The Security and Exchange Commission’s (SECP) notification aimed at imposing restrictions on all groups and individuals from collecting funds from listed companies can be seen as state’s response to international pressure to isolate such outfits and individuals and hamper their activities through every possible means. Also, the move of SECP can be seen as state’s commitment to put a stop to terror financing– a subject discussed in the National Action Plan (NAP) back in 2015. The government and one of its many supervisory bodies on finance should have taken this step long ago, but even now it’s not all lost, and the government deserves some appreciation for the action it has taken.

However, it is also worth reiterating that the notification is not directly aimed at Jamaat-u-Dawa or Hafiz Saeed or any particular terror outfit that operate in the country. The announcement is too indirect and too little. It is not wrong to assume that until the government and its law enforcement agencies support the notification through constant vigilance, it will not stand on its own as all such steps made in the past tell the tale of inefficacy.

Moreover, the notification of SECP is only putting a bar on the registered companies to give financial support to the banned organisations listed under the sanction committee’s list. This means that unregistered companies, other groups, and individuals can still make financial contributions to help the proscribed organisations to carry on with their activities.

In recent past, the government of Pakistan had run awareness campaigns in different cities to bar people from providing any financial help to organisations that were put on the second schedule under NAP. However, little success did the government achieve as it is evident from the fact that these organisations are still working with full force. Keeping in mind that previous bans were lacking implementations, there is no reason to see the recent step of SECP will choke the process of financing these listed outfits and groups.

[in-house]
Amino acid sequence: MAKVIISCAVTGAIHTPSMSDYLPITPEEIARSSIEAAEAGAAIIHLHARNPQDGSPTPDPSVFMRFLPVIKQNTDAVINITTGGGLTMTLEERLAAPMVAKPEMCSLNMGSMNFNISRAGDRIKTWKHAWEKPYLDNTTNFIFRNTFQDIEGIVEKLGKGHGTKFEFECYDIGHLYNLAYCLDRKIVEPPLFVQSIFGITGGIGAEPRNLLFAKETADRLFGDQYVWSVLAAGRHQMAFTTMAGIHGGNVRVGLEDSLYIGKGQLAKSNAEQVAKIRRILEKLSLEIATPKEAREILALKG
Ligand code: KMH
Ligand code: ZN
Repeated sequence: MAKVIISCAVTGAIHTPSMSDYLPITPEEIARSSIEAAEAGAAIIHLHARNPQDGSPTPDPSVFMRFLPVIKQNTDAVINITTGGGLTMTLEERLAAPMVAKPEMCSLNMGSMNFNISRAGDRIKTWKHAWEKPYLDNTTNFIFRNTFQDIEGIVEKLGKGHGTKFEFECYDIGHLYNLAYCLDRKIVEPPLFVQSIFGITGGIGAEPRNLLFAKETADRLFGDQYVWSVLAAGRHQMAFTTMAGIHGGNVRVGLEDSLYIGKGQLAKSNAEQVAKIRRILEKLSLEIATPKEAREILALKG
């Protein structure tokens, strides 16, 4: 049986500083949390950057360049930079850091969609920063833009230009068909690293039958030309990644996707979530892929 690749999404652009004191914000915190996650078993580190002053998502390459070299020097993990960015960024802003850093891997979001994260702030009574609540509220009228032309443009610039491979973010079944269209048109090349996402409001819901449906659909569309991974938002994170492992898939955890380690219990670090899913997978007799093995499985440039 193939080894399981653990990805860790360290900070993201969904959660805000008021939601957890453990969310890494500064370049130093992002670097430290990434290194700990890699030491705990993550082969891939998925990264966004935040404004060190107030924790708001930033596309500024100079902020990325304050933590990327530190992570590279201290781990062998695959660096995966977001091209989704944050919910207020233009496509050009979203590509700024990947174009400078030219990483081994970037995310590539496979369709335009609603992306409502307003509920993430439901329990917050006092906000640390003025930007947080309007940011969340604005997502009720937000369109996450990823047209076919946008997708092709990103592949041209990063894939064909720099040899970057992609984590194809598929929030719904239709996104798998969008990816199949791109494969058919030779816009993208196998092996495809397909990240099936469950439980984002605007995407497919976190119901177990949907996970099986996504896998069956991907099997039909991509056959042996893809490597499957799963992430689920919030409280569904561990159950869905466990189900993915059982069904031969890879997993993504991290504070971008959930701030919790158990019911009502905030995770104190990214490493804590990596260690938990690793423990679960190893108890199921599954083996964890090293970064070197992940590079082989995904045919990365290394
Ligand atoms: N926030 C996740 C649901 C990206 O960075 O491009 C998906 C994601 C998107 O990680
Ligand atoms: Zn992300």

Considering the whole “house arrest” spectacle, involving people in upper echelons of power and decision-making, including the interior minister, defence minister, and DG ISPR, the state’s will to curtail the activities or crackdown on Hafiz Saeed, and his organisation remains nil. Another problem, in this case, is that the proscribed organisations always have the option of getting registered under some other pseudonym thus avoiding the gaze of watchdogs. If the state can pre-empt the proscribed associations from getting registered under different names, only then one can be satisfied with the government’s operations against such groups. If the state fails in it, then one can question the intentions behind the issued notification and see it as yet another eyewash.